John Hurrell | Ocula | 2021

Auguste Rodin Featured Artworks

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Balzac, étude C (buste) 3ème version, petit modèle by Auguste Rodin contemporary artwork sculpture
Auguste Rodin Balzac, étude C (buste) 3ème version, petit modèle, 1918-1927 Bronze with brown black patina
16.4 x 10 x 11.5 cm
Helene Bailly Gallery Contact Gallery
Femme dite au pyjama entre-ouvert by Auguste Rodin contemporary artwork painting, works on paper, drawing
Auguste Rodin Femme dite au pyjama entre-ouvert, 1898-1900 Graphite and stump on paper
32 x 17 cm
Helene Bailly Gallery Contact Gallery
Tête de l'homme au nez cassé, version dite type II, premier modèle by Auguste Rodin contemporary artwork sculpture
Auguste Rodin Tête de l'homme au nez cassé, version dite type II, premier modèle Bronze with black brown patina nuanced brown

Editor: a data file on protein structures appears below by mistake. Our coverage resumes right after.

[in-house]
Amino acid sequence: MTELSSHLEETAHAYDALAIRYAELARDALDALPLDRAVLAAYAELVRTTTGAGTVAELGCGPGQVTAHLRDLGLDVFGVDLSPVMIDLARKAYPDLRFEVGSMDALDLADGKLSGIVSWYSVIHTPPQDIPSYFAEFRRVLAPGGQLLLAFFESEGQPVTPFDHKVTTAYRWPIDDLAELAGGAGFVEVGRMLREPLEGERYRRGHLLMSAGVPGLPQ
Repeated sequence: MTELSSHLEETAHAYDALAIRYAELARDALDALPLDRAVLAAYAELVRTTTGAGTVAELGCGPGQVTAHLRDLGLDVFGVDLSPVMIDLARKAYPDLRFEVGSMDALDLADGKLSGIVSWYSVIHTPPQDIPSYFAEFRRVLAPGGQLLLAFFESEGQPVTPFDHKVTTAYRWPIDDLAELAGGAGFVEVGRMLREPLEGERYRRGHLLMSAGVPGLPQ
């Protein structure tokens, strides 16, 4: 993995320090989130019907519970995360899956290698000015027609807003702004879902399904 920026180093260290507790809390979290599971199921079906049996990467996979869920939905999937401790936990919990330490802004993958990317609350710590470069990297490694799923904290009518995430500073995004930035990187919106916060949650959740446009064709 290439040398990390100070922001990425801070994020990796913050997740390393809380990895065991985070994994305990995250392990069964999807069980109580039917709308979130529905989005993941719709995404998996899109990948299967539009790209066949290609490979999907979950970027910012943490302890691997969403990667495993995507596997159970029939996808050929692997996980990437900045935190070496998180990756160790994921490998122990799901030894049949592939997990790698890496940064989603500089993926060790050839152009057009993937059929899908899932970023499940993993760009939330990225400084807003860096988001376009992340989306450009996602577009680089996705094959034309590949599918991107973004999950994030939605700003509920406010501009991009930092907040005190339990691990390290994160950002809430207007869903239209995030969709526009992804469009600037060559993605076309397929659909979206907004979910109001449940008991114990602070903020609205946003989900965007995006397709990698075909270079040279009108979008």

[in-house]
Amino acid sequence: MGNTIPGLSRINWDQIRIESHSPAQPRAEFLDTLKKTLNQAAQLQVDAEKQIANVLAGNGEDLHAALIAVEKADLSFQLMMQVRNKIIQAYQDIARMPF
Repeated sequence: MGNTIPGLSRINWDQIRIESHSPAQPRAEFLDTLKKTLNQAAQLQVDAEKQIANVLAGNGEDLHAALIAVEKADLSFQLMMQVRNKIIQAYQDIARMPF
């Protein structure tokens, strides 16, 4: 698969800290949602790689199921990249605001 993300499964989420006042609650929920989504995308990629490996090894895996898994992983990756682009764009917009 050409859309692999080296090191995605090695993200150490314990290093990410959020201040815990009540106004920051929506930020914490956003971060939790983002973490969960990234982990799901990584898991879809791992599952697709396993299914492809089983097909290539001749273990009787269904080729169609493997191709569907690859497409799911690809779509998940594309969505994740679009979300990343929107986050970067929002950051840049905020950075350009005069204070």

26.8 x 20.1 x 23.6 cm
Helene Bailly Gallery Contact Gallery
Femme nue accoudée vers la droite by Auguste Rodin contemporary artwork painting, works on paper, drawing
Auguste Rodin Femme nue accoudée vers la droite, c. circa 1896-1898 Pencil and watercolour on paper
32.5 x 25.2 cm
Bailly Gallery Contact Gallery
Le Baiser, Réduction no.3 by Auguste Rodin contemporary artwork sculpture
Auguste Rodin Le Baiser, Réduction no.3, c. 1901-1904 Bronze with a brown patina
39.7 x 24.5 x 25.2 cm
Bailly Gallery Contact Gallery
Frère et soeur by Auguste Rodin contemporary artwork sculpture
Auguste Rodin Frère et soeur, 1903 Bronze with black and green patina
38.7 x 17 x 18.2 cm
Bailly Gallery Contact Gallery
Femme nue allongée by Auguste Rodin contemporary artwork painting, works on paper, drawing
Auguste Rodin Femme nue allongée, c. 1908-1914 Graphite and stump on wove paper
19 x 31.2 cm
Bailly Gallery Contact Gallery
Danaïde, petit modèle, version type III by Auguste Rodin contemporary artwork sculpture
Auguste Rodin Danaïde, petit modèle, version type III, Designed in 1885, cast iron between 1920 and 1925 Bronze with shaded black brown patina
22.4 x 37.4 x 26.1 cm
Dumonteil Contemporary Contact Gallery